For the L&G automation team, the key lesson learned is to avoid doing too much at once. "Sometimes it's a better approach to quickly remove the high-volume elements of a process leaving ... small exceptions of a process to be completed manually [rather] than to spend every effort trying to fully automate the entire process and every scenario around it," Williams said.

Williams's, Sword's, and Fokina's further advice for management accountants starting on a finance automation journey includes:

  • Gather support from the business leadership team. Naturally, people will initially be worried about automation and what it means for their future, so having senior support and getting the correct message across about why they support it is crucial.
  • Ensure business expectations are set out upfront. Business involvement, including from legal or compliance teams, is needed through the development lifecycle. Spending time first with the business customer to get the design right will save time further down the line.
  • Start small, learn, innovate, and adapt. Understand how automation could work in your environment and scale incrementally. You'll naturally build momentum quickly, which you can then capitalise on.
  • Consider the risks and benefits. A more accelerated approach is likely to introduce a significant amount of risk into your operation and impact the cultural shift needed in the business. You may, however, deem the benefits to be worth the risk.
  • Don't merely copy the legacy process when automating it. If needed, it should be redesigned and optimised before automation so that the same unnecessary steps are not replicated in the new process.
  • Use the best tools for the size of your company. You may not need to implement expensive technology for making enterprise resource planning system automations. Consider more agile and less expensive tools that are available.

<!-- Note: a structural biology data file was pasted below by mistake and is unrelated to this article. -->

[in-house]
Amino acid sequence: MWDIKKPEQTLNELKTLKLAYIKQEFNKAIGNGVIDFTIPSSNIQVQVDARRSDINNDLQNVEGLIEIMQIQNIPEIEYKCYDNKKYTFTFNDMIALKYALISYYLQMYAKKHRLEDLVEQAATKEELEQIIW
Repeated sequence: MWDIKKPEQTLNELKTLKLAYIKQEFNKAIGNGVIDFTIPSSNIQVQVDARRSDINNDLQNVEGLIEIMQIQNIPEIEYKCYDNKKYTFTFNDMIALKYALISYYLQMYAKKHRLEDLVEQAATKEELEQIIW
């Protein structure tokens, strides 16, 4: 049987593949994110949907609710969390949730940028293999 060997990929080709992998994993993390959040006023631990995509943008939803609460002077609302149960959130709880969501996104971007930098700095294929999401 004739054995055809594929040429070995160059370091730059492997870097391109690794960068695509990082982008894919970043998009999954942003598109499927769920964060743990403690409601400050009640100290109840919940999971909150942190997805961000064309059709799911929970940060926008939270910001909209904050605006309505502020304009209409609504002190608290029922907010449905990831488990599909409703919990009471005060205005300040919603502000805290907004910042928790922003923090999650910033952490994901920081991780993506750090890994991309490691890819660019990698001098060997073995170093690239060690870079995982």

What is robotic process automation?

Robotic process automation (RPA) combines the ability to record and automate steps in a process with the ability to extend that automation across more than one application.

RPA can be described as a virtual robotic worker that drives processes across applications by performing tasks previously done manually by humans. For example, the robotic software can see when a project is completed in one application and automatically generates and sends an invoice seeking payment in a different application.

Software vendors have released a number of applications that allow users to program RPA software robots without coding knowledge. Some of the best-known vendors include Automation Anywhere, Blue Prism, Microsoft Power Automate (formerly Microsoft Flow), Pega, and UiPath.

Costs can range from free for certain "community editions" to five figures per user for developer licences. Prices vary widely even within vendors, but in general, Automation Anywhere and Blue Prism would be considered upper-tier providers while Microsoft Power Automate and UiPath would be cheaper options.

Oliver Rowe is an FM magazine senior editor. To comment on this article or to suggest an idea for another article, contact him at